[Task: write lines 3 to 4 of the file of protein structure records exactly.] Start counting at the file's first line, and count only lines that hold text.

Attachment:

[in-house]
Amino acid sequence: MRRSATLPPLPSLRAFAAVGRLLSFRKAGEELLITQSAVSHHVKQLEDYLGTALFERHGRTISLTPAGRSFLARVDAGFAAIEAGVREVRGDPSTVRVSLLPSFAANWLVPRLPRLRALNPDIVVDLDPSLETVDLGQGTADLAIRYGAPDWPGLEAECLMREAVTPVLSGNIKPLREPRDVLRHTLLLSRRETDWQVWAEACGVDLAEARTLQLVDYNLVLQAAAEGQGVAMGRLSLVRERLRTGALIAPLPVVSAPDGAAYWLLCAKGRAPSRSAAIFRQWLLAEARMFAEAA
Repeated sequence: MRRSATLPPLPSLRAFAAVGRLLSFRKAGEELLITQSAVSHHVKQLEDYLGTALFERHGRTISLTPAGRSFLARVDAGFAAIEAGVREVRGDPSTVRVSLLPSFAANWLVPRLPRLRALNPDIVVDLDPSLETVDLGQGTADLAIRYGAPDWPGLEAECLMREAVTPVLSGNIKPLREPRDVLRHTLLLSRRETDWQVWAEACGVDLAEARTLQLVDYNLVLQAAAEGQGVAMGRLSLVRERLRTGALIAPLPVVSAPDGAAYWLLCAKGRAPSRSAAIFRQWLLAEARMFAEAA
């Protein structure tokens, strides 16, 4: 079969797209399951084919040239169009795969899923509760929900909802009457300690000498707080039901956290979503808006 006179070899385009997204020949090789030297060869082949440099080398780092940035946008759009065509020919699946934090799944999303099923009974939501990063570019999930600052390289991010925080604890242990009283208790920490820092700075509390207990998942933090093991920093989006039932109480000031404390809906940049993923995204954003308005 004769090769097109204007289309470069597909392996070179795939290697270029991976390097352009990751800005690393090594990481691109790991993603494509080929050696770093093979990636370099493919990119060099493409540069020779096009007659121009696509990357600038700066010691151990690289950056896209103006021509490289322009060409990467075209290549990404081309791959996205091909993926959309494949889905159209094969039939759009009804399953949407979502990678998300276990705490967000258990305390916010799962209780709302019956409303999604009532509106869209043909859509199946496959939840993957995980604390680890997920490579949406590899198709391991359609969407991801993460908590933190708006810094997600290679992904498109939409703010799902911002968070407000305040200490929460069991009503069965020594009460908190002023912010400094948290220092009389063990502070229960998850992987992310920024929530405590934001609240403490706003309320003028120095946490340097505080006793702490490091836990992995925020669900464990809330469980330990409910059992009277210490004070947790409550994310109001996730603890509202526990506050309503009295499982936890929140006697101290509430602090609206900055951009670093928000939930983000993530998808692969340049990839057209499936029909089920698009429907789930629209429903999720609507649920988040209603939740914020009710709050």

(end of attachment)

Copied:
Repeated sequence: MRRSATLPPLPSLRAFAAVGRLLSFRKAGEELLITQSAVSHHVKQLEDYLGTALFERHGRTISLTPAGRSFLARVDAGFAAIEAGVREVRGDPSTVRVSLLPSFAANWLVPRLPRLRALNPDIVVDLDPSLETVDLGQGTADLAIRYGAPDWPGLEAECLMREAVTPVLSGNIKPLREPRDVLRHTLLLSRRETDWQVWAEACGVDLAEARTLQLVDYNLVLQAAAEGQGVAMGRLSLVRERLRTGALIAPLPVVSAPDGAAYWLLCAKGRAPSRSAAIFRQWLLAEARMFAEAA
């Protein structure tokens, strides 16, 4: 079969797209399951084919040239169009795969899923509760929900909802009457300690000498707080039901956290979503808006 006179070899385009997204020949090789030297060869082949440099080398780092940035946008759009065509020919699946934090799944999303099923009974939501990063570019999930600052390289991010925080604890242990009283208790920490820092700075509390207990998942933090093991920093989006039932109480000031404390809906940049993923995204954003308005 004769090769097109204007289309470069597909392996070179795939290697270029991976390097352009990751800005690393090594990481691109790991993603494509080929050696770093093979990636370099493919990119060099493409540069020779096009007659121009696509990357600038700066010691151990690289950056896209103006021509490289322009060409990467075209290549990404081309791959996205091909993926959309494949889905159209094969039939759009009804399953949407979502990678998300276990705490967000258990305390916010799962209780709302019956409303999604009532509106869209043909859509199946496959939840993957995980604390680890997920490579949406590899198709391991359609969407991801993460908590933190708006810094997600290679992904498109939409703010799902911002968070407000305040200490929460069991009503069965020594009460908190002023912010400094948290220092009389063990502070229960998850992987992310920024929530405590934001609240403490706003309320003028120095946490340097505080006793702490490091836990992995925020669900464990809330469980330990409910059992009277210490004070947790409550994310109001996730603890509202526990506050309503009295499982936890929140006697101290509430602090609206900055951009670093928000939930983000993530998808692969340049990839057209499936029909089920698009429907789930629209429903999720609507649920988040209603939740914020009710709050």